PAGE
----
Goal Setting Leaders
Put their legacies first?
Put their legacies first?
What separates goal setting leaders from the crowd? In any given situation, the best leaders are inclined to look at the bigger picture.
It’s true that immediate life goals are important – life is for living, after all. However, leaders might reasonably ask: is real success measured by what we have, or by what we leave behind? As Russell Crowe’s “Maximus” shouts, when exhorting his troops to battle in the opening scenes of the epic film “Gladiator”:
“What we do in this life echoes in eternity!”
Think about this, and the other quotes below. Ask yourself: how do you measure success, and what lasting contribution would you like to make?
In our article: Stress Management Tip, we discussed the ideas of Laura Nash and Howard Stevenson. In their book: Just Enough: Tools for Creating Success in Your Work and Life, these two Harvard academics encourage us to re-frame how we think about success. The opening lines from this book are worthy of any goal setting leaders:
“Success is clearly about more than making money, but it’s also not just about happiness. You can have wealth and pleasure and still feel dissatisfied on many fronts. So what is real success, and what does it take to achieve it in lasting terms that benefit you and others? How do you prepare your children and your business to succeed on the goals they most deeply value and have a reasonable chance of obtaining?”
Nash and Stevenson argue that “enduring success” is only achieved by achieving a balance between:
Or as Ralf Waldo Emerson put it:
“The purpose of life is not to be happy. It is to be useful, to be honourable, to be compassionate, to have it make some difference that you have lived and lived well.”
Fine words and sentiments, but for goal setting leaders they beg key questions. For whom should we try to make a difference? How big does that difference need to be, and how do we go about making it? Perhaps some useful answers can be found in the thoughts of past and present goal setting leaders.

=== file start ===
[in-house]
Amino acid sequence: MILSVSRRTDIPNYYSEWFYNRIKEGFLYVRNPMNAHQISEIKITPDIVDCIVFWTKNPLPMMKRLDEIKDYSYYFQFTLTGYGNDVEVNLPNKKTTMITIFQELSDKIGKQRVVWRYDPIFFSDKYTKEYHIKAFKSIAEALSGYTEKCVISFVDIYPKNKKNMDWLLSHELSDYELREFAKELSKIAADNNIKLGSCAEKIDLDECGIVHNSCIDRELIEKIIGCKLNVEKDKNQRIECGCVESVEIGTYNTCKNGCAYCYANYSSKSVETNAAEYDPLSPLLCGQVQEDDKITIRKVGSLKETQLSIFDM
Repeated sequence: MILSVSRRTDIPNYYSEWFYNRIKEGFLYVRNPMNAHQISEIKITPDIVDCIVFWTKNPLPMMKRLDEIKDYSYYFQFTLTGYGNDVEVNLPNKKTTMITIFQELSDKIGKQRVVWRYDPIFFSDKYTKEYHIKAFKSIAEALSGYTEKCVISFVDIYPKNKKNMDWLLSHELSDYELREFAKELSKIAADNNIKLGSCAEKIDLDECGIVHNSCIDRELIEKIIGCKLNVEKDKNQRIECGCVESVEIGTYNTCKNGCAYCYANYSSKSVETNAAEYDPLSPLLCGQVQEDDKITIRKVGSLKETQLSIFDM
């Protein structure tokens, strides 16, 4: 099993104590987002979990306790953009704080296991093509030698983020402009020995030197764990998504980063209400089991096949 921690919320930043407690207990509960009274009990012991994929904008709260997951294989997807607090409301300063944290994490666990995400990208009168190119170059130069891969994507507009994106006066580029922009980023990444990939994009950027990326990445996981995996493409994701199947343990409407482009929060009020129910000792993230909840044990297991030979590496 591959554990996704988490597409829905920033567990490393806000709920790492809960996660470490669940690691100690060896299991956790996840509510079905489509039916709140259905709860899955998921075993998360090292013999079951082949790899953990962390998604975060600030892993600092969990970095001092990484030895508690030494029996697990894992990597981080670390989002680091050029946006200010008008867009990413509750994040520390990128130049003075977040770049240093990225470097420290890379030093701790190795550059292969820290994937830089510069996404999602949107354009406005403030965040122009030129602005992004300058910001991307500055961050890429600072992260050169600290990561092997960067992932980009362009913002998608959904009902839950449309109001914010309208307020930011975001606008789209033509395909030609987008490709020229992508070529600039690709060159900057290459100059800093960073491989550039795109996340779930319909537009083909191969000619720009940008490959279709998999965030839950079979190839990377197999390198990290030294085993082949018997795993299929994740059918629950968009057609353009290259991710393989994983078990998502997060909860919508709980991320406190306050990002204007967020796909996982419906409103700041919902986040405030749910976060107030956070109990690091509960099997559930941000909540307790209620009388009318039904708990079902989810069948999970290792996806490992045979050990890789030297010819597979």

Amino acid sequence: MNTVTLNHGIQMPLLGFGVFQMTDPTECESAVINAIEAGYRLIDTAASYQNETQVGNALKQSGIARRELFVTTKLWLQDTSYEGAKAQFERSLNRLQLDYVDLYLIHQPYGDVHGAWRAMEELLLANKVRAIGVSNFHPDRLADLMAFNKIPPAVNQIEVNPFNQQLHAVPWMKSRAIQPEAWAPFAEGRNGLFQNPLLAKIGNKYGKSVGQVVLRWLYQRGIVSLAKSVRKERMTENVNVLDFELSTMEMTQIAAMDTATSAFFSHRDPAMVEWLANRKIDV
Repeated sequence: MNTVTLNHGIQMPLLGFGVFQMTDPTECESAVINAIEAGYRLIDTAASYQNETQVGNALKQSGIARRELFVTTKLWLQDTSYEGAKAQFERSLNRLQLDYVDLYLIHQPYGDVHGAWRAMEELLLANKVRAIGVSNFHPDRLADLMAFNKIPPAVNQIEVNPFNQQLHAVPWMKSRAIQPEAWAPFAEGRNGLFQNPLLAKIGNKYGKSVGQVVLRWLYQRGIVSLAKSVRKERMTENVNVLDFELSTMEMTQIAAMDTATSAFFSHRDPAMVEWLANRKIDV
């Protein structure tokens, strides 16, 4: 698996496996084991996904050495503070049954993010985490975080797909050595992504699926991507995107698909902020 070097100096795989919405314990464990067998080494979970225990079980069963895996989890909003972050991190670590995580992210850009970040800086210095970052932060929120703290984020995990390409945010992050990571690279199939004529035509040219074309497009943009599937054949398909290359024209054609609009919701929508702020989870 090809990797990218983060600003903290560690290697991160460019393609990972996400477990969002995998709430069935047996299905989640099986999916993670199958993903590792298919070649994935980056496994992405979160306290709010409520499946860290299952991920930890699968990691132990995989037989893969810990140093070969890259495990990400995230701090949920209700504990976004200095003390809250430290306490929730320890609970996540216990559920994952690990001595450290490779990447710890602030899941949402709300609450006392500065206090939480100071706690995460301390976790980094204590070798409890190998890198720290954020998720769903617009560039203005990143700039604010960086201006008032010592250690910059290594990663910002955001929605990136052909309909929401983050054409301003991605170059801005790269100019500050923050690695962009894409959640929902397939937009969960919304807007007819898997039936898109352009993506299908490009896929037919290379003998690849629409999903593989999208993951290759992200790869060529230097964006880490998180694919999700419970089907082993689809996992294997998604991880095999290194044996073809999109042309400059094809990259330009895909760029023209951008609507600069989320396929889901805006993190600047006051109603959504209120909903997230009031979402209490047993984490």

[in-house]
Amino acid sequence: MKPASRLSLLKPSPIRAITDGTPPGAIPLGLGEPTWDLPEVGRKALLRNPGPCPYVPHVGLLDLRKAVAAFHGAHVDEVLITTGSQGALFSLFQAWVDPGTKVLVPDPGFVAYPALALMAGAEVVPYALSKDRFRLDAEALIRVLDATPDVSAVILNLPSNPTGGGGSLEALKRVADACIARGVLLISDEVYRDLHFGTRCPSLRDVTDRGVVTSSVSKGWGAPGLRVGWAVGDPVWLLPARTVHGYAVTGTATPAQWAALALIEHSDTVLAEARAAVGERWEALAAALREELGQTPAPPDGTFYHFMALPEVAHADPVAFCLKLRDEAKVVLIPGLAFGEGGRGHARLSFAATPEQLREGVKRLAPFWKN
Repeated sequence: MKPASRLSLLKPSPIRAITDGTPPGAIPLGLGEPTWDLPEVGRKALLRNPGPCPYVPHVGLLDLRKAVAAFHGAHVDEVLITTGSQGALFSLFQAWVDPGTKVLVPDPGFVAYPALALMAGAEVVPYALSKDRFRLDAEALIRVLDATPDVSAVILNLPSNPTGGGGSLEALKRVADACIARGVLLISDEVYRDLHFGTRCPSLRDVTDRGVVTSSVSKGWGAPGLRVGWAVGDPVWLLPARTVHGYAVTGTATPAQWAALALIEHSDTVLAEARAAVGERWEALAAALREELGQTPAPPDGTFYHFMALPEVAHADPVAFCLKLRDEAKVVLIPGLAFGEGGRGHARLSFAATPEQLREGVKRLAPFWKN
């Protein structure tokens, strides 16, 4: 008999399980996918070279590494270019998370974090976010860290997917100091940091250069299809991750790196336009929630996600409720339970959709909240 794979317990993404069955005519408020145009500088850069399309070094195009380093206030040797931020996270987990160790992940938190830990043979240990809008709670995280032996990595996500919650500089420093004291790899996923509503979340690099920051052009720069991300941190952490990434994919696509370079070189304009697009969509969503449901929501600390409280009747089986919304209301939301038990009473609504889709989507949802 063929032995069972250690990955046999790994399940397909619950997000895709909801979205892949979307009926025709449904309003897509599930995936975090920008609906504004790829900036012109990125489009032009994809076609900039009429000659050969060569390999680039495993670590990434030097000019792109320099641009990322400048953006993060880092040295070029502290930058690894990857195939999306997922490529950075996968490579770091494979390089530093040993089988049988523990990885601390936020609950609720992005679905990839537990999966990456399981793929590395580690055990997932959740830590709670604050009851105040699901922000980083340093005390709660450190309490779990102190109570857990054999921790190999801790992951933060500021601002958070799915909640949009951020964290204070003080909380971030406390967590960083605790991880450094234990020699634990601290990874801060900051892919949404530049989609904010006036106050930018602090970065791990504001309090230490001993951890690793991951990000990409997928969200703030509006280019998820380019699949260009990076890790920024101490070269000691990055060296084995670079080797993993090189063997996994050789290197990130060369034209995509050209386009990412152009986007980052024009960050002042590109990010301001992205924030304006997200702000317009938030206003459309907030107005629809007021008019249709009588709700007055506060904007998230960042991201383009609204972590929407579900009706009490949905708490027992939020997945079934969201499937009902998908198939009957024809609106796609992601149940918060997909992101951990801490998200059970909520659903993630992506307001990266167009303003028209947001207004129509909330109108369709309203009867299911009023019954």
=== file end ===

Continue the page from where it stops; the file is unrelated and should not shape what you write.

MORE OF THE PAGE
In our book “Uncommon Leadership” we tell the unusual story of UK retailer John Lewis, celebrating 150 years of trading, in 2014. John Lewis is a good example of goal setting leaders leaving a legacy. It’s a business with a difference, one that has succeeded over the long term, with a reputation for high quality products and for being a great place to work. But it is also a business with another legacy, as we note in our book: “It’s because John Lewis does business differently, and it’s a very startling difference. To begin with, how many businesses can you name that put the happiness of their employees (or partners) at the core of everything they do?”
John Lewis illustrates how goal setting leaders can make an impact, but it doesn’t always have to be focused on the big things in life.
One definition of a legacy is something handed down by a predecessor. It’s easy to focus on ancestral bequests when thinking of legacies, but we mustn’t forget the value of the less tangible things we leave behind. Take Ralf Waldo Emerson’s definition of success:
“to laugh often and much; to win the respect of intelligent people and the affection of children; to earn the appreciation of honest critics and to endure the betrayal of false friends; to appreciate beauty; to find the best in others; to leave the world a bit better, whether by a healthy child, a garden patch, or a redeemed social condition; to know that even one life has breathed easier because you lived; this is to have succeeded.”